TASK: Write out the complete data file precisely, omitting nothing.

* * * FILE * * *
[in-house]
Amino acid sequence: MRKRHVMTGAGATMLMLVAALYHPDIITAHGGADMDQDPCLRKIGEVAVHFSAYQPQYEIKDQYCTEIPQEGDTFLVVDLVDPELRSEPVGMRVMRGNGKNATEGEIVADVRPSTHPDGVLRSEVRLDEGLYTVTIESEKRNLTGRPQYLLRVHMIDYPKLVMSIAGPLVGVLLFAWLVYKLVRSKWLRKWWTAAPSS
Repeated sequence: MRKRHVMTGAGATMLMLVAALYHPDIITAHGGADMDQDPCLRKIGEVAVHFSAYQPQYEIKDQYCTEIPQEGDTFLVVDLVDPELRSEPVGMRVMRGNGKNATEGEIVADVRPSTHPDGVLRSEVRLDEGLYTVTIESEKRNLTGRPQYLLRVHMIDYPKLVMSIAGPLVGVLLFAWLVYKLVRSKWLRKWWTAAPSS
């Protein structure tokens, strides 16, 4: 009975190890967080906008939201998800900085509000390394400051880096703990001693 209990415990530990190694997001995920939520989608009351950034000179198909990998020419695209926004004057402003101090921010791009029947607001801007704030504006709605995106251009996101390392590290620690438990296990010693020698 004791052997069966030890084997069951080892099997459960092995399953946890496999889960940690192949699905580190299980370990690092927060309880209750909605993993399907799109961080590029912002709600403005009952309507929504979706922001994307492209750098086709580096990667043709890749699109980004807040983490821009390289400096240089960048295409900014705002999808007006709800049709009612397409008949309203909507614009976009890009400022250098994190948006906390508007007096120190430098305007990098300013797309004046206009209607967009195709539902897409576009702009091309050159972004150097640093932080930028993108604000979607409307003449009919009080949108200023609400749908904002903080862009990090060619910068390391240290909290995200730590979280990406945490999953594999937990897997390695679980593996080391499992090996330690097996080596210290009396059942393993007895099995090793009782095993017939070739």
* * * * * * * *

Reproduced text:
[in-house]
Amino acid sequence: MRKRHVMTGAGATMLMLVAALYHPDIITAHGGADMDQDPCLRKIGEVAVHFSAYQPQYEIKDQYCTEIPQEGDTFLVVDLVDPELRSEPVGMRVMRGNGKNATEGEIVADVRPSTHPDGVLRSEVRLDEGLYTVTIESEKRNLTGRPQYLLRVHMIDYPKLVMSIAGPLVGVLLFAWLVYKLVRSKWLRKWWTAAPSS
Repeated sequence: MRKRHVMTGAGATMLMLVAALYHPDIITAHGGADMDQDPCLRKIGEVAVHFSAYQPQYEIKDQYCTEIPQEGDTFLVVDLVDPELRSEPVGMRVMRGNGKNATEGEIVADVRPSTHPDGVLRSEVRLDEGLYTVTIESEKRNLTGRPQYLLRVHMIDYPKLVMSIAGPLVGVLLFAWLVYKLVRSKWLRKWWTAAPSS
């Protein structure tokens, strides 16, 4: 009975190890967080906008939201998800900085509000390394400051880096703990001693 209990415990530990190694997001995920939520989608009351950034000179198909990998020419695209926004004057402003101090921010791009029947607001801007704030504006709605995106251009996101390392590290620690438990296990010693020698 004791052997069966030890084997069951080892099997459960092995399953946890496999889960940690192949699905580190299980370990690092927060309880209750909605993993399907799109961080590029912002709600403005009952309507929504979706922001994307492209750098086709580096990667043709890749699109980004807040983490821009390289400096240089960048295409900014705002999808007006709800049709009612397409008949309203909507614009976009890009400022250098994190948006906390508007007096120190430098305007990098300013797309004046206009209607967009195709539902897409576009702009091309050159972004150097640093932080930028993108604000979607409307003449009919009080949108200023609400749908904002903080862009990090060619910068390391240290909290995200730590979280990406945490999953594999937990897997390695679980593996080391499992090996330690097996080596210290009396059942393993007895099995090793009782095993017939070739």